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GORDON MONSON: Wounded Jazz aren't roadkill just yet
This is an archived article that was published on sltrib.com in 2007, and information in the article may be outdated. It is provided only for personal research purposes and may not be reprinted.

The look of the Jazz at Monday's practice, following their Game 1 loss here to the Spurs, reminded me of a sad, disturbing experience I had when I was a kid.

Cue the violin music, will ya Charlie . . .

I was just finishing up the early morning business of delivering 72 daily editions of The Philadelphia Inquirer - my first newspaper job - on a bright summer morning. As I rode my bike down Foulk Road, a busy, tree-lined, four-lane thoroughfare in my hometown, having dropped off my last paper, I saw something move on a patch of grass adjacent to the street.

It was a squirrel.

A squirrel that had been hit by a car.

Thing was, only half the squirrel had been run over.

The little fella was bravely crawling along with its front paws or claws, whatever, pulling it forward. The hind quarters, the entire back half, was squished.

OK, that's kind of gross.

I don't know what ended up happening to that squirrel, but it probably died an extremely painful death over the next hour or so before rigor mortis set in. But what impressed me was the furry little bugger's attempt to live.

That was the Jazz on Monday.

Half run-over by the Spurs on Sunday, quite literally on account of one bad half, they continued crawling forward, hoping neither elimination, nor rigor mortis would set in, looking, still, for a miracle.

Actually, they were looking for answers within themselves.

"We don't have all day to screw around with it," coach Jerry Sloan said. ". . . We've got to play much better. Play better defensively. Not give them so many easy baskets. That's what killed us."

That's just one of the things.

The Jazz tumbled into an 18-point deficit in the first half of Game 1, allowing the Spurs to shoot 66 percent over that span, and, by the end, San Antonio made 54 percent of its shots from the field.

"They did what they wanted," Sloan said. "They got layups. Our big people have to do a better job of giving us help. I thought we were soft defensively."

Manu Ginobili repeatedly broke free for uncontested drives and open jumpers, and, on the occasions when he was picked up, he fired the ball to a teammate for an open look, gathering 10 assists en route.

"He's so instinctive," said Jazz assistant coach Phil Johnson. "He's their wild card. He can shoot the three and get to the basket. And he knows how to execute, too. They all do."

The Jazz's solution?

They don't really have one, although their best chance against Ginobili is to crowd him, theoretically knocking his jumper off rhythm, and, then, when he blows by whichever defender is on him, the Jazz must quickly read and rotate to cover.

The problem with that, as mentioned, is Ginobili's passing skills, and the ability of his teammates, such as Tim Duncan, to finish.

Duncan was a beast in the first game, scoring 27 points, hauling 10 boards, and dishing five assists, and the Jazz may be ready to simply acknowledge and acquiesce to his greatness.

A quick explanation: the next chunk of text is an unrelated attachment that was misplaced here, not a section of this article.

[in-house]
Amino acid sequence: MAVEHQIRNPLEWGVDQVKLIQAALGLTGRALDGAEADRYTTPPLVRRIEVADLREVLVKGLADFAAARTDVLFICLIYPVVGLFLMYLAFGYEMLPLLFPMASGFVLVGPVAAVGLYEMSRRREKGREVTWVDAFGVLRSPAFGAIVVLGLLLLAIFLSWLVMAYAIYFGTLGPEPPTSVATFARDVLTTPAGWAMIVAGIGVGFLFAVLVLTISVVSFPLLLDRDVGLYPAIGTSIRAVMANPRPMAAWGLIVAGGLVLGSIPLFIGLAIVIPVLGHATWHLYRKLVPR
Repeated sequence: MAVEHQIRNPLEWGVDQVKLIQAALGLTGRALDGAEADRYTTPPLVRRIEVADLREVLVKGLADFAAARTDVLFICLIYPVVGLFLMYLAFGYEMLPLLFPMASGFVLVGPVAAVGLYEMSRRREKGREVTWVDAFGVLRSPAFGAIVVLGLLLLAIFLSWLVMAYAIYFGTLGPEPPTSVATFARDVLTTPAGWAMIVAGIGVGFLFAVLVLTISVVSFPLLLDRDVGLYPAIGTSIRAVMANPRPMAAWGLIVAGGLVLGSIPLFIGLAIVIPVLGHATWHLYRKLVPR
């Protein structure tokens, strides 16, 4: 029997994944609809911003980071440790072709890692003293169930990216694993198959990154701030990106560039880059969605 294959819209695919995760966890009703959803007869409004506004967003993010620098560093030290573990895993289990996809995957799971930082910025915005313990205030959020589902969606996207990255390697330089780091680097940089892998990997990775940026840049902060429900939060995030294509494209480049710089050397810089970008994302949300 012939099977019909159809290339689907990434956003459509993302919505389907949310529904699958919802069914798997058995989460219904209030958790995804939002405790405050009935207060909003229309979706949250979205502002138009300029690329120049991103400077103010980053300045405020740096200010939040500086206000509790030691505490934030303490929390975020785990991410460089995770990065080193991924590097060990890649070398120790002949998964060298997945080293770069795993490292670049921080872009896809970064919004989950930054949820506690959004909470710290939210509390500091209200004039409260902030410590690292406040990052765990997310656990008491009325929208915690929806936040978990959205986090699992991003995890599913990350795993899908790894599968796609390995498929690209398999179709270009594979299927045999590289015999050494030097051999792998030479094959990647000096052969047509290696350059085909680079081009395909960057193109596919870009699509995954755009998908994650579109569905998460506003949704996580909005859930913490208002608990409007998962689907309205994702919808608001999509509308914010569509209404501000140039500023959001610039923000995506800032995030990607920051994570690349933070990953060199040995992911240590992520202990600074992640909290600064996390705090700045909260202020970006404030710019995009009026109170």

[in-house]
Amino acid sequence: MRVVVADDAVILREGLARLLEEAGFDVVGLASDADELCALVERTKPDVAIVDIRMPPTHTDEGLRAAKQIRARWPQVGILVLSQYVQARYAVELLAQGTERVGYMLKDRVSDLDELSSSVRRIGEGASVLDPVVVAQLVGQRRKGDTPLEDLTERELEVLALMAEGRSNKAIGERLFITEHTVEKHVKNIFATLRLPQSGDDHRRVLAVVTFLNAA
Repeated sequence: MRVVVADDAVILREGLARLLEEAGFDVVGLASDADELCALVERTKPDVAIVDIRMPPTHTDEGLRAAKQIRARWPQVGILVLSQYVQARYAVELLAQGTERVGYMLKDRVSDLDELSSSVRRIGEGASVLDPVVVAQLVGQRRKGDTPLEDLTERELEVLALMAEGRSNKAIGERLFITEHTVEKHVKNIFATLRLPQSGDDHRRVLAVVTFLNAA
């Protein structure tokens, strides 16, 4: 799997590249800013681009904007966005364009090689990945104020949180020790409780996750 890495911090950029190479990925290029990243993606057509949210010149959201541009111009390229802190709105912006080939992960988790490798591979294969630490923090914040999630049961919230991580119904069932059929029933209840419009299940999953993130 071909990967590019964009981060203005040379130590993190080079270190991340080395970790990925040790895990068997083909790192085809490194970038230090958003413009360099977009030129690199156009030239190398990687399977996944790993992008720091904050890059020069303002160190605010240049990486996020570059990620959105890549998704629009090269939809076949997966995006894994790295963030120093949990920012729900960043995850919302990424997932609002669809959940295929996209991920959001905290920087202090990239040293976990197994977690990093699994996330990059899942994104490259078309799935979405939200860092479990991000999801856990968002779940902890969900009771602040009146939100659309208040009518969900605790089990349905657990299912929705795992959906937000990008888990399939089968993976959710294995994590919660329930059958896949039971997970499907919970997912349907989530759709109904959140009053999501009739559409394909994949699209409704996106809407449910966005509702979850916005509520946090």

"He's the best player in the league," Johnson said. "He's going to score his points. We have to do a better job on Oberto and Elson."

Relative stiffs Fabricio and Francisco combined for 20 points in the paint.

Back to Duncan, the Jazz would best be served by roughing him up. He's too smooth and smug on the floor otherwise. Mehmet Okur couldn't handle him, neither can Carlos Boozer. Rafael Araujo, the Haffinator, who played well in a short stint Sunday, could and should be given the opportunity to beat on Duncan to at least try to rock him out of his comfort zone.

"Make him work," Johnson said.

The Jazz created disadvantages for themselves on offense, too, frequently breaking their sets by taking quick shots. They made just 29 percent of their attempts in the first half. The Spurs are the NBA's best defensive outfit, so spontaneous, unsound shots jacked up against them are death.

"We didn't get into any kind of rhythm on offense," Sloan said. "They do a good job of taking teams out of their offense. We took too many outside shots, casual shots."

The answer? Stronger screens, sharper cuts, crisper passes, and better decision-making.

"We have to be sharper," Sloan said. "Pass the ball where it should be passed. Make the other guys work on defense."

Making a priority of setting up Boozer, who never really found his groove in Game 1, is a key.

"It's hard to get into the flow," Sloan said, "if you don't get the ball."

Deliberate resolve to pound it inside, then, will be stressed today in Game 2.

"We're not patient enough," Andrei Kirilenko said. "When we focus on every possession, we're good. We need 48 minutes of concentration. Twelve minutes not concentrating [the second quarter of Game 1] cost us a win. Carlos is hungry for the ball. Deliver it to him."

That sounded like a good idea to Carlos, although he said he feels stronger about the Jazz's increased attention hammered in at the defensive end, and the hammering there, and everywhere, isn't all that complicated.

"All of us just have to step up," Boozer said. "We have to keep working."

Keep crawling and pulling and living as long as they can, before rigor mortis sets in, just like the half-squished squirrel on the side of Foulk Road.

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